Main akela hi chala tha jaanib-e-manzil magar
Log saath aate gaye, aur kaarvan banta gaya
I write this letter to you on a day when Bombay High Court may announce its verdict on the Udta Punjab’s tussle with cuts prescribed by CBFC (read Mr. Pahlaj Nihalani since several board members have openly revolted against him). The manner in which the Bombay High Court judges rebuked some of the proposed cuts yesterday, it seems that you guys may have a favourable judgement. It will be a historic judgment since it will be a shot in the arm for many creative people who are feeling stifled in India today. You are the architect of this movement and a battle that you waged since the beginning of your career has now become a full-fledged war. The war is not won yet. There’s many a slip between the cup and the lip.
Many have questioned your dynamite tweets where you blasted Mr. Nihalani and compared him with the dictatorial North Korea. It was very apparent that you weren’t merely comparing Mr. Nihalani with the draconian regime. You targeted the ‘mindset’ that is out to cage any sort of free thinking or dissent. Yes you did take a risk. You put yourself in the open as the hungry social media sharks and vested political interests tore you apart. You strongly gave it back to them and even openly expressed your disappointment with the Information and Broadcasting ministry. Your much-talked-about tweets were an act of desperation of a creative person who happens to have invested a lot of money to make a film and has been pushed against the wall. The sort of rare support that you’ve received from within the film industry in the last couple of days proves that the massive risk that you took was justified. Bigger the risk, bigger the gain!
I read in a tabloid, that “why does it always has to be a ‘meri ladaai’ for Anurag Kashyap in everything?”. I recalled how you told me post my interview with you and Kalki for That Girl In The Yellow Boots, “Abhi bahut ladaai baakhi hai”. I was a bit perplexed that why does he have to be thinking of fighting in real and reel life all the time. Now, having known you for so many years, I realize that you don’t really go out searching for a fight. The fight comes searching for you since it knows that this guy is the perfect match, the perfect fit, someone who’ll ensure a ‘Good Fight’. You are the sort of person who’ll be most happy escaping into deep sea diving rather than giving a patient ear to a zillion independent filmmakers who consider you as their God, a saviour who may show a rare compassion that the pretentious film industry rarely boasts of.
When I met you on the sets of Bombay Velvet in Sri Lanka, I told you about how the bra sequence in the washroom in Queen (released only a few days back) had been blurred and till the time you don’t blur it, there’s nothing objectionable in the scene. You were livid with a few of the production members (including director Vikas Bahl) that why were you not informed about the blurring of the bra scene and why did they not fight it out with the Censor Board. You’ve always had issues with Censorship since you faced harrowing situations in Paanch, Black Friday, Ugly, Bombay Velvet etc. Somehow it is a personal war for you. You refused to release Ugly as you opposed the smoking disclaimer. Precious time was wasted. Somehow you didn’t get the wholehearted support from within the film industry then. You were on your own even though there were many murmurs denouncing the no smoking disclaimer and the weird short films that play before each movie in cinema halls. I’ve always asked you that why is it that it is only Anurag Kashyap and Mahesh Bhatt from within the film industry who have the courage to raise their voices against the suppression of freedom of expression. Why is there such a lack of unity within the film industry, which is the reason why the industry is taken lightly by the successive governments. I am so glad that it is you who have been instrumental in igniting a lot of dormant volcanoes. I am glad to see you marching towards an imminent victory after many defeats.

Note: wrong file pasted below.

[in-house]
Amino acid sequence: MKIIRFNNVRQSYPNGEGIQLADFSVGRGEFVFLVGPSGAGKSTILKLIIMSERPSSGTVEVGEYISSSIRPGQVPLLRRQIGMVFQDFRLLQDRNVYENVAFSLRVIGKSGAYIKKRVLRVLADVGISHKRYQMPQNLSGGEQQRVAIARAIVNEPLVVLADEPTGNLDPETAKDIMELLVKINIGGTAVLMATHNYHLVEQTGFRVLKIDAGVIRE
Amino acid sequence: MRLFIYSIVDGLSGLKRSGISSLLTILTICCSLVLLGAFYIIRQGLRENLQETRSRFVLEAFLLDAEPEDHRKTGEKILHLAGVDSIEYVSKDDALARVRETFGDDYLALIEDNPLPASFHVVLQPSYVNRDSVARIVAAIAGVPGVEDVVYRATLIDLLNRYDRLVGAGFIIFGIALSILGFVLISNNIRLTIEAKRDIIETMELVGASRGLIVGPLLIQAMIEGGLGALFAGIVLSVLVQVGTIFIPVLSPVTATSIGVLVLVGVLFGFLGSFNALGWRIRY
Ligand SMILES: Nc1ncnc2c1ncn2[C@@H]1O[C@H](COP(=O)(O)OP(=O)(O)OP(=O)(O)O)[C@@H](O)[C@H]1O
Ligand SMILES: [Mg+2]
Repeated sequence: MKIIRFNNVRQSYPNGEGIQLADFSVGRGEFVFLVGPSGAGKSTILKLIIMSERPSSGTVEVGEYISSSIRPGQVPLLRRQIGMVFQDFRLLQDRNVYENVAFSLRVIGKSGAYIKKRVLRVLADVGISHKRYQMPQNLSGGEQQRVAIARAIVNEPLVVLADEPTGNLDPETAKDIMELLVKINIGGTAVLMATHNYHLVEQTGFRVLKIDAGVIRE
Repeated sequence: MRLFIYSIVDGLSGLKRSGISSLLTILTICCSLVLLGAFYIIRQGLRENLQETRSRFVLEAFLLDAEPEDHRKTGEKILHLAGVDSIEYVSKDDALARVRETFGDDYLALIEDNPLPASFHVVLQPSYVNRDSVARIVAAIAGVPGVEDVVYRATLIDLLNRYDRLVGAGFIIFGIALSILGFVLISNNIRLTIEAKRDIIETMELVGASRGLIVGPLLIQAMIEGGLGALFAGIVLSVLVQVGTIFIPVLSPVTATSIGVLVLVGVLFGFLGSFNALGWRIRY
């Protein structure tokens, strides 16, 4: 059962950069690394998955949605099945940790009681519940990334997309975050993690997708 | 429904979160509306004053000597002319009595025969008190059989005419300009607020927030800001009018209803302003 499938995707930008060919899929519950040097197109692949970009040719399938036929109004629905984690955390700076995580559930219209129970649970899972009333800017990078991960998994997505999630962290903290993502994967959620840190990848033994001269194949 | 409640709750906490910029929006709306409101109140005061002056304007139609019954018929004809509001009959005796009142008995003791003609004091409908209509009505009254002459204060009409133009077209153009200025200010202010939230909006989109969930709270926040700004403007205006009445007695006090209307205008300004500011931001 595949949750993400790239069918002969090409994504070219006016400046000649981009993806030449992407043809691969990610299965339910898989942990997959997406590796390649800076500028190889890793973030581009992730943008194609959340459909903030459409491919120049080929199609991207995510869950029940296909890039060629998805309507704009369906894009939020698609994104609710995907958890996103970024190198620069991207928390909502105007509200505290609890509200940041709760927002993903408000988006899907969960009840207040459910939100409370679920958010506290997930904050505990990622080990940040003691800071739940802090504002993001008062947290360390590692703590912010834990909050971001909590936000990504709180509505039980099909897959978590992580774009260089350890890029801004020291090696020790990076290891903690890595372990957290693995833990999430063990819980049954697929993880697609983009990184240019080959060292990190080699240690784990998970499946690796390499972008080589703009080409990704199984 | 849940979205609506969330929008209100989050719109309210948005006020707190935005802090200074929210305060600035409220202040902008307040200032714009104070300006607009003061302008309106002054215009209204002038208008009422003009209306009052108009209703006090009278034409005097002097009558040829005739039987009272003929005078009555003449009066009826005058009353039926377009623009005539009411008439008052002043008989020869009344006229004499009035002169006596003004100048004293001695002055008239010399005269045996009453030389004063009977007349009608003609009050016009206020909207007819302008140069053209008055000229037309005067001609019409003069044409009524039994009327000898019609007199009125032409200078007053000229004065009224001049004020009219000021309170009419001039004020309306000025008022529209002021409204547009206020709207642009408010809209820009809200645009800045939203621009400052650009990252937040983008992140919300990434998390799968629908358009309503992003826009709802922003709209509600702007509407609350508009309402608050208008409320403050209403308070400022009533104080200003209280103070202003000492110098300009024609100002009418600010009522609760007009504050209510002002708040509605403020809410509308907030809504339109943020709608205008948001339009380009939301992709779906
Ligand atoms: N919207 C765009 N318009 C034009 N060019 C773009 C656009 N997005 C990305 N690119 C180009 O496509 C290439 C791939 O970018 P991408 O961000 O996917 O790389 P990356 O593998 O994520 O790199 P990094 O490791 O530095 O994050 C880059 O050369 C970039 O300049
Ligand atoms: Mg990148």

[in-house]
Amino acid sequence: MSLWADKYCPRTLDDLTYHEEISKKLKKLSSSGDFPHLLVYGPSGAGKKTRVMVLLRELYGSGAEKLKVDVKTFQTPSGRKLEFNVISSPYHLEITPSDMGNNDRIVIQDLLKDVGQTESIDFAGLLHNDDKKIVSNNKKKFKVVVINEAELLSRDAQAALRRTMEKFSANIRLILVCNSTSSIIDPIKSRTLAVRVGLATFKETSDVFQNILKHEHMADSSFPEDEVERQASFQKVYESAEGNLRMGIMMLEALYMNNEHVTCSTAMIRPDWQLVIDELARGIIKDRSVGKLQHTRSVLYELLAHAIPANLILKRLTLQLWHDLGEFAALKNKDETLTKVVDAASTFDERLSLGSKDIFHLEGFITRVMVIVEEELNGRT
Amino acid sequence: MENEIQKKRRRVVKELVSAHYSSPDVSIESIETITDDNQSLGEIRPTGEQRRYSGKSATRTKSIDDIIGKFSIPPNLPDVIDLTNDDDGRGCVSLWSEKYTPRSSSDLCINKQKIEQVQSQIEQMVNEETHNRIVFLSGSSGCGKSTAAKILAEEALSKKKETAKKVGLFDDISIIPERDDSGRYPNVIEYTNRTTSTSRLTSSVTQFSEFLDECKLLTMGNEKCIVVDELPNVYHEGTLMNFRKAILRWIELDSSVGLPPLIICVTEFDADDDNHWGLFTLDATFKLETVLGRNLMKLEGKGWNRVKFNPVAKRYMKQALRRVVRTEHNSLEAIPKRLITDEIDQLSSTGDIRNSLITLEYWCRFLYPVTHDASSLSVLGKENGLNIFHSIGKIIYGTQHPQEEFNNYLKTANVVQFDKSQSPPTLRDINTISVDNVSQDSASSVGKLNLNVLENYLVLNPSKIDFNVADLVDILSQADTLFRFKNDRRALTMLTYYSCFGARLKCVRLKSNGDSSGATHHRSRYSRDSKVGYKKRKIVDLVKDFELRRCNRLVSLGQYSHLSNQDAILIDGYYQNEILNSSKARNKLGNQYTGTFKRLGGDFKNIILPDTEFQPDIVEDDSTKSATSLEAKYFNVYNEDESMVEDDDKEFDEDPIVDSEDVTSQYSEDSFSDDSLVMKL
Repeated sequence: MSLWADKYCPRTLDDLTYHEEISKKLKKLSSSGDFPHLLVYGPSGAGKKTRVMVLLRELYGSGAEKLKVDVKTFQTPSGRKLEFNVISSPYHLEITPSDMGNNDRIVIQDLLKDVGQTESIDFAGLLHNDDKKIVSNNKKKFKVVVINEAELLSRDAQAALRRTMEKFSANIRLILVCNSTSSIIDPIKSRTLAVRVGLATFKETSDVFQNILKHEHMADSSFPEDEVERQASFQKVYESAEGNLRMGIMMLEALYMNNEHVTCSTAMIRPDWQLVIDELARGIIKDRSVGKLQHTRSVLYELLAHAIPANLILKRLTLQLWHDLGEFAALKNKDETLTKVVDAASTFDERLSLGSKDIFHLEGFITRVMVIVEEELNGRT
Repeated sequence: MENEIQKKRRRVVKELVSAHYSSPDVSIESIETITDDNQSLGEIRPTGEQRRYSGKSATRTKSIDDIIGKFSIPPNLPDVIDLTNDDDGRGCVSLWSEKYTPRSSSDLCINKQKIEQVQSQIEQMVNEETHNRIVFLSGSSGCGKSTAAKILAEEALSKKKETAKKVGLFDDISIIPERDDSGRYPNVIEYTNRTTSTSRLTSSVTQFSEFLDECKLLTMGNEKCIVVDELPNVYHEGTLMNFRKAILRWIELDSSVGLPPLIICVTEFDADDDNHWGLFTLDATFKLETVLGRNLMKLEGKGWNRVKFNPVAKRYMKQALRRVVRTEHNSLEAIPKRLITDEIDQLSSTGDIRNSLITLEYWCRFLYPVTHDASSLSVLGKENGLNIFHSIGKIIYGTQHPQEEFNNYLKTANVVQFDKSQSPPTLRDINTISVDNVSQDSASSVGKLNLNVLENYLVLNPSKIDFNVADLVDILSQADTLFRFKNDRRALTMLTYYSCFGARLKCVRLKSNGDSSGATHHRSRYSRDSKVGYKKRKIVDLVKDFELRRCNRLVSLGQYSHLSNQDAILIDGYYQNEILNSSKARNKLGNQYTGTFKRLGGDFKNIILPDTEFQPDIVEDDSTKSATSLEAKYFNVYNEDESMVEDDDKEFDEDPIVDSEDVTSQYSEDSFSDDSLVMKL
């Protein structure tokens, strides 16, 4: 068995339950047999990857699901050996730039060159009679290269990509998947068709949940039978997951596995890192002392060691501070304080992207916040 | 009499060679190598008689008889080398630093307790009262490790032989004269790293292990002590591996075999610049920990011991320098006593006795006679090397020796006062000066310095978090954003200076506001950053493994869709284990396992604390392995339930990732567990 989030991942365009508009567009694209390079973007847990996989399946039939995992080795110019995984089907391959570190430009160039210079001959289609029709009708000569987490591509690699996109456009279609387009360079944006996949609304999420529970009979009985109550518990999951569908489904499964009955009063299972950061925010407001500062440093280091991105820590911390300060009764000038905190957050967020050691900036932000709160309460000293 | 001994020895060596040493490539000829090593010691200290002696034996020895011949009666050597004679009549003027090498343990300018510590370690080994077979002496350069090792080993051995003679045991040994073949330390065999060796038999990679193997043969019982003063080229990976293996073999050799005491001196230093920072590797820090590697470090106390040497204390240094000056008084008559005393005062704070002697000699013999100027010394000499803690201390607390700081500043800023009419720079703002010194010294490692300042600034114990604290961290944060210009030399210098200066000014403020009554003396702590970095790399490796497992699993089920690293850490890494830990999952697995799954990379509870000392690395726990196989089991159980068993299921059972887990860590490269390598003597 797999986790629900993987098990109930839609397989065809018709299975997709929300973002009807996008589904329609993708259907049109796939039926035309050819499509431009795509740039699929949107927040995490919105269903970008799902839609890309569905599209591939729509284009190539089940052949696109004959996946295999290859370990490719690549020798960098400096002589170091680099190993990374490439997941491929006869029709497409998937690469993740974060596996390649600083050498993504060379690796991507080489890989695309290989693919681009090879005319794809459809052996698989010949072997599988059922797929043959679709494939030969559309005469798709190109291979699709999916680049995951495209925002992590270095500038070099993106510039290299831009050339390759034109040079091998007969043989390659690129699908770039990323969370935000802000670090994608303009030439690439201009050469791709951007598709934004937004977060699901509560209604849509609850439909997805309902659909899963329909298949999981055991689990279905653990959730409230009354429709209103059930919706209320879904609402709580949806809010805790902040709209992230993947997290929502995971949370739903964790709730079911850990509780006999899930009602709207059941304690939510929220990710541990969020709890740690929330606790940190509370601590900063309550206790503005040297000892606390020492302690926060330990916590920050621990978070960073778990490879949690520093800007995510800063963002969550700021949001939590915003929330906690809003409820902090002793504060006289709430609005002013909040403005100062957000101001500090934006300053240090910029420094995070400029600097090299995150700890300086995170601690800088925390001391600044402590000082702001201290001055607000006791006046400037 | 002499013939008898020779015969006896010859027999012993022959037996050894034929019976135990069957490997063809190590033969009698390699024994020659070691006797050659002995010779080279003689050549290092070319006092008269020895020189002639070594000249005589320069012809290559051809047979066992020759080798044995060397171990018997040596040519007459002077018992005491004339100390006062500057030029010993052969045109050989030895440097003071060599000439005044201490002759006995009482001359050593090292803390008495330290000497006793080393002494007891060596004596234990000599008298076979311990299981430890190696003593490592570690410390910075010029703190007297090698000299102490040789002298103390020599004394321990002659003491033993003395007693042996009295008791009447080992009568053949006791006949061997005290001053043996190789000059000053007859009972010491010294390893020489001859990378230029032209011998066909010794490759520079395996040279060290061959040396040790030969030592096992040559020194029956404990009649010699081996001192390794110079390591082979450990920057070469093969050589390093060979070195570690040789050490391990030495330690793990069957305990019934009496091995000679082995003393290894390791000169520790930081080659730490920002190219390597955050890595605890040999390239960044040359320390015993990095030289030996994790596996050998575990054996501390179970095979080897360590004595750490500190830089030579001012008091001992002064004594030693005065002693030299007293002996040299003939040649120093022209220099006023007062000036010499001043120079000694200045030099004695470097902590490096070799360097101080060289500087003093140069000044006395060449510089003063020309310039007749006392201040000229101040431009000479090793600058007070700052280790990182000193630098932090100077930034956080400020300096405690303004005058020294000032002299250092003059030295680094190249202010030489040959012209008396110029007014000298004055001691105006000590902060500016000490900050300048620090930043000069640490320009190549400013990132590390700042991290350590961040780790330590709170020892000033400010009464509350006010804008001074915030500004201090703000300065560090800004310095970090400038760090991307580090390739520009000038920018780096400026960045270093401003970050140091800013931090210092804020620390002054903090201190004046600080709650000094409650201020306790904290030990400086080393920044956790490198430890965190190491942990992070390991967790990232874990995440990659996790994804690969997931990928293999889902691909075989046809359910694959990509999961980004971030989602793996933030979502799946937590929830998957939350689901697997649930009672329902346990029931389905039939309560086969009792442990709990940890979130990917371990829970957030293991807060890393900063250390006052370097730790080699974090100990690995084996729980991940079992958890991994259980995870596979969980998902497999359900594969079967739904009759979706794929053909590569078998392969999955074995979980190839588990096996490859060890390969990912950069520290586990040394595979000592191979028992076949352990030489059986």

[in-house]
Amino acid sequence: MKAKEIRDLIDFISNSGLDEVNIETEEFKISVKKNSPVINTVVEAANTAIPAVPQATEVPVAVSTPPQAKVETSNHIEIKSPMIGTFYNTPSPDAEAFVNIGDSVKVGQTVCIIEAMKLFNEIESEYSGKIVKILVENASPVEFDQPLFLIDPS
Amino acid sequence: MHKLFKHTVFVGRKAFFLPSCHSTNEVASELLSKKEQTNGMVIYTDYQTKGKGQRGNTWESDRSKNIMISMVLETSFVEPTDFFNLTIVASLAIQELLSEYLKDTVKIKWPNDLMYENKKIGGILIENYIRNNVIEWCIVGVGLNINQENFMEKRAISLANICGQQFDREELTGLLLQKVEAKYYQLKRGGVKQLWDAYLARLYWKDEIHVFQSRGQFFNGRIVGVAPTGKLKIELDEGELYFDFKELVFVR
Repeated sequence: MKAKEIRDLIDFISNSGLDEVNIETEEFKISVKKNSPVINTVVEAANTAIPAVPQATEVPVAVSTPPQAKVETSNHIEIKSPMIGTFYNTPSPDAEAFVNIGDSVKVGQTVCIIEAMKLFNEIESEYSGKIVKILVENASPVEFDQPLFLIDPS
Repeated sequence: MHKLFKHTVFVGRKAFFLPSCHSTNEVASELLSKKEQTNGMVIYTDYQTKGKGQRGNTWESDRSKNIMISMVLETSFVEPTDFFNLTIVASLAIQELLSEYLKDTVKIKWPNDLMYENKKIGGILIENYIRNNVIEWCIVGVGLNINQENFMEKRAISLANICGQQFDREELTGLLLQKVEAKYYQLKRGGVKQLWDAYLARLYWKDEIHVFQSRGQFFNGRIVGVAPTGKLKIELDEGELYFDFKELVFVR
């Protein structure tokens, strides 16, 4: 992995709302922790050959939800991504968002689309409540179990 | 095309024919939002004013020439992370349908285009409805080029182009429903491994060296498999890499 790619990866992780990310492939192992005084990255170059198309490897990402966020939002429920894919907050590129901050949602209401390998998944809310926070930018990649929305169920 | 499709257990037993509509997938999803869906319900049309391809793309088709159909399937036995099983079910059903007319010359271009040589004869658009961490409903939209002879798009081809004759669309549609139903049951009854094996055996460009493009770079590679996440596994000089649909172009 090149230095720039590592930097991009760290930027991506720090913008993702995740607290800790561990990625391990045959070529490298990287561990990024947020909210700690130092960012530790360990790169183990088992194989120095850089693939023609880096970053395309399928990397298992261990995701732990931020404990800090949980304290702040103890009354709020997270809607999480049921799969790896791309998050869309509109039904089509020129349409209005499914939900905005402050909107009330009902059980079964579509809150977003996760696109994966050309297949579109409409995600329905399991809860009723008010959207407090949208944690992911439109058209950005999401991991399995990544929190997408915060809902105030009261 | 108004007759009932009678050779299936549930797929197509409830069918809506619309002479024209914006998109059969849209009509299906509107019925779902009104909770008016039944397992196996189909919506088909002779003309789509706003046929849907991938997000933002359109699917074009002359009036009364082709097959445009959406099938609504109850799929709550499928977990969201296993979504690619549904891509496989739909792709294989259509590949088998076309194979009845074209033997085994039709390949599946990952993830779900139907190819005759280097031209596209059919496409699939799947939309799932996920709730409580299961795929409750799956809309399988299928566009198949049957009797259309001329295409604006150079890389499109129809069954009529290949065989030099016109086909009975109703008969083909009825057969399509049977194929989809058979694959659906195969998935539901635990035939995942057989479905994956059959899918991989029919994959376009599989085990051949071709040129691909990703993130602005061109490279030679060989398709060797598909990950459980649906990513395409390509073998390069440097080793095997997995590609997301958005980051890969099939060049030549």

I read an open letter yesterday which stated that filmmakers who are fighting for freedom of expression should also think about possible repercussions that the theatre owners and distributors may go through in the case of any sort of protest. It is a valid point of view. Rakeysh Omprakash Mehra in an interview told me a few months back that while he totally denounces censorship of any kind, he also advocated ‘self-censorship’ that the filmmakers must exercise. As for the protests that the theatre owners experience at times, say in the case of PK, well as Raju Hirani told me that it was observed that “there were protests happening only when news channel cameras or still cameras were around. In the absence of media coverage, the protests didn’t happen,” Mr Hirani said. It has been proven time and again that some desperate groups cause problems during a film release only for publicity. It is the responsibility of the government to curb such mischief makers with iron fists. The amount of money that the film industry pays in the form of entertainment tax is unprecedented. The least that the industry deserves is proper police protection in the case of a ‘motivated’ protest. I hope this is another issue that you shall raise Anurag because Udta Punjab will need this when it releases shortly.
Finally, I’d like to say that you are a unique paradox. You are instantly likable but then somehow you don’t do anything extra to be likable. Your stark honesty is very endearing and heartwarming but it also puts off people. All I can say is that always be yourself (not that you’d be any other way anyways). And yes, please do escape for a deep sea diving expedition once you’ve scored momentous victories in the immediate future.